The finest wear rods and... we can prove it!


OSM, Spring Buyer's Guide, 2012

Top 40 of 2012

Forty things you need to know on the 2012 sleds, Page 39


Page 37, #5. … For 2012, all Polaris Pro-Ride models will feature a front suspension that is a direct adaptation from their successful IQ Racer. The IQ Race IFS delivers 20% reduction in steering effort, versus the sometimes heavy-handed Pro-Ride models of old…. The system uses all new upper and lower control arms as well as the same spindle extrusion found on their red racer. With reduced caster and subsequently less trail, the system should give the 2012 Pro-Ride models more accurate steering with a reduction in steering effort.



Page 37, #6. Improved Trail Ski - We would be the first to tell you that Yamaha has had its struggles with quirky handling traits in recent years. But through efforts in 2011 and now in 2012 model year, it looks as if the Yamaha handling house is starting to get its cards in order. While a set-in-stone spec was yet to be finalized when writing went to press, we do know the new 8HV ski will feature increased trail performance. This was done by moving the mounting point of the spindle ahead in the ski-saddle by 15 millimeters. This small change gives the ski improved bite, especially from mid-turn through exit. While this same change is often associated with a slight increase in steering effort, the buttery effects of power steering now gracing more models, virtually nullifies this negative trait. The new 8HV ski will make its way onto all 2012 trail models. PHOTO appears to be a 2010 ski

Page 39, #11. They still turn – Every year when we return from Snow Shoot, we gather our collective thoughts under the allure of a few tall cold ones, to compare notes and discuss overall traits of the new buggies. This year, as it has been in the past, Ski-Doo continues to wear the crown for king of the turn. While the new Pro-cross platform from Cat is damn good and Polaris has improved the Pro-R, the XP chassis continues to set the mark for its ability to hold a line with accuracy and predictability across the board.

Page 42, #20. Race Track Marriage – Racetrack DNA has been a design trait of Arctic Cat sleds for virtually their entire 50- year history. More so than any other brand, Cat continuously brings race tested designs, ideas, chassis, motors, and more from the track to the trail. The new Pro-Chassis is no different. When the Twin Spar design failed to catch on with Cat faithful, which ironically is one of the few designs where Cat didn't draw from the race track first, the crew in Thief River Falls knew they had to return to their checkered flag heritage. However, they also knew they had created some goodness in both their older M-chassis as well as the Twin Spar. With the race proven SnoPro chassis leading the way. Cat engineers combined the best attributes of all three into the new ProCross and Promountain chassis, while keeping a watchful eye on weight and performance goals. To put it best, the new Pro-Chassis takes all the talent of the race chassis and softens the edges and eliminates the brashness. What's more, the new design allows all three segments; the short track on trail, (F-Series) crossover (XF-Series) and mountain models, M-Series to use the same chassis core, with only changes made to the steering geometry and rear tunnel sections. Unlike the SnoPro racer, the new Pro series chassis mounts the upper and lower A-arms at a 30-degree angle for strength.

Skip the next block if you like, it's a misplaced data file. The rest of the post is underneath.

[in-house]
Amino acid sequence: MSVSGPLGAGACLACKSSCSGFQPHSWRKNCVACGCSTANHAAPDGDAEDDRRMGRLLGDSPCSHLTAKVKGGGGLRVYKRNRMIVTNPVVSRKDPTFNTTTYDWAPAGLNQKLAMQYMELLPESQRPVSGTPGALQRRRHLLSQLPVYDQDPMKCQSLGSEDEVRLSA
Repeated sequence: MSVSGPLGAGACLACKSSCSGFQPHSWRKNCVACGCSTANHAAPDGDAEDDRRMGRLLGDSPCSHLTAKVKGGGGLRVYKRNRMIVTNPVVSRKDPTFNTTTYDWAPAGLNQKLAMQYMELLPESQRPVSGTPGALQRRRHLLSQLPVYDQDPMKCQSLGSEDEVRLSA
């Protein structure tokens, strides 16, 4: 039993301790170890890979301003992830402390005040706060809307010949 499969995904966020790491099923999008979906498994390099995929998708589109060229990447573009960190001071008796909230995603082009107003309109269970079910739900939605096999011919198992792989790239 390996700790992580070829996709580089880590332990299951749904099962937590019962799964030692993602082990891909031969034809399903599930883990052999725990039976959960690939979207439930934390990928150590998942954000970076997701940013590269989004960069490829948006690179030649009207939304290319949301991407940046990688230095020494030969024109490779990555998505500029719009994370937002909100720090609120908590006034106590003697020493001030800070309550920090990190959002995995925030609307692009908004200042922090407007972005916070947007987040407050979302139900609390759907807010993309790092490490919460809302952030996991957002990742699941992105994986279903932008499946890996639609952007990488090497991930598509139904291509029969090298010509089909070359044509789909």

Page 49, #36. Why so tall? – Think of it this way; in any dual A-arm suspension now found on virtually all modern day snowmobiles, when the spindle encounters forces and/or bumps, the top of the spindle wants to tear away from its current vertical plane. It's the job of the upper A-arm to keep the spindle in its correct location and arc. The taller the spindle, the greater leverage you have and ability to control the position and arc of the spindle. Arctic Cat's mega tall forged spindle allows them to have greater chassis strength due to the greater distance between the arms, while allowing the upper arms to be lighter.

Page 52, #40. Like Butter - One of the first things you'll notice once you ride a new 2012 Cat is how easy and smooth the steering is. While riding sleds in Montana this past spring, in what was often heavy wet snow, we were still amazed at how easy and linear the steering felt and performance remained. While we'd have like to have seen a bit less front arm and more bite dialed into overall set-up, the simplified system that eliminates additional joints, steering racks and linkages, has lots of promise.

Home  |  Site Map

Bergstrom Skegs

Contact Us

Copyright © 1999-2016 Bergstrom Skegs, Inc.
All rights reserved.